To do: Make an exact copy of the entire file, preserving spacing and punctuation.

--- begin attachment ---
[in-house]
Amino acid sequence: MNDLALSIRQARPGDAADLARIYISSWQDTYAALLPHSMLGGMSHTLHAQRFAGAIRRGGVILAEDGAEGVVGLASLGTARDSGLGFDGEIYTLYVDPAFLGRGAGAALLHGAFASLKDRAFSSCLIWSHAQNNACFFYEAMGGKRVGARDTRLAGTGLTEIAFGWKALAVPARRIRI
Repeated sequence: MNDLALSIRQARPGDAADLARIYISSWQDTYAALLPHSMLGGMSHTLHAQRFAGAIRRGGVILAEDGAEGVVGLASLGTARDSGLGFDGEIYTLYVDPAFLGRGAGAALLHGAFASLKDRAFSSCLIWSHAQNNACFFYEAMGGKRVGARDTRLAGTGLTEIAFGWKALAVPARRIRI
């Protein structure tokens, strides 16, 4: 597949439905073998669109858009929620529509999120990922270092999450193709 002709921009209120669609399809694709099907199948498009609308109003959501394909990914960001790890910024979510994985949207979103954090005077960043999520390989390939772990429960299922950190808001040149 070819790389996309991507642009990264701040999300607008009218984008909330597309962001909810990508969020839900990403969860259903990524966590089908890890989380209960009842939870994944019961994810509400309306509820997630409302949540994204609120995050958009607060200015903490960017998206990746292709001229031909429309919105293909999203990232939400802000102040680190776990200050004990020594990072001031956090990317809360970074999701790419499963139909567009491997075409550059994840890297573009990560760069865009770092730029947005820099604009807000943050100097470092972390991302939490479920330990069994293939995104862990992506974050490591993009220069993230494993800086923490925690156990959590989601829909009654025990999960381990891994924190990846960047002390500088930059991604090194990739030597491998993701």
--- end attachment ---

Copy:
[in-house]
Amino acid sequence: MNDLALSIRQARPGDAADLARIYISSWQDTYAALLPHSMLGGMSHTLHAQRFAGAIRRGGVILAEDGAEGVVGLASLGTARDSGLGFDGEIYTLYVDPAFLGRGAGAALLHGAFASLKDRAFSSCLIWSHAQNNACFFYEAMGGKRVGARDTRLAGTGLTEIAFGWKALAVPARRIRI
Repeated sequence: MNDLALSIRQARPGDAADLARIYISSWQDTYAALLPHSMLGGMSHTLHAQRFAGAIRRGGVILAEDGAEGVVGLASLGTARDSGLGFDGEIYTLYVDPAFLGRGAGAALLHGAFASLKDRAFSSCLIWSHAQNNACFFYEAMGGKRVGARDTRLAGTGLTEIAFGWKALAVPARRIRI
């Protein structure tokens, strides 16, 4: 597949439905073998669109858009929620529509999120990922270092999450193709 002709921009209120669609399809694709099907199948498009609308109003959501394909990914960001790890910024979510994985949207979103954090005077960043999520390989390939772990429960299922950190808001040149 070819790389996309991507642009990264701040999300607008009218984008909330597309962001909810990508969020839900990403969860259903990524966590089908890890989380209960009842939870994944019961994810509400309306509820997630409302949540994204609120995050958009607060200015903490960017998206990746292709001229031909429309919105293909999203990232939400802000102040680190776990200050004990020594990072001031956090990317809360970074999701790419499963139909567009491997075409550059994840890297573009990560760069865009770092730029947005820099604009807000943050100097470092972390991302939490479920330990069994293939995104862990992506974050490591993009220069993230494993800086923490925690156990959590989601829909009654025990999960381990891994924190990846960047002390500088930059991604090194990739030597491998993701």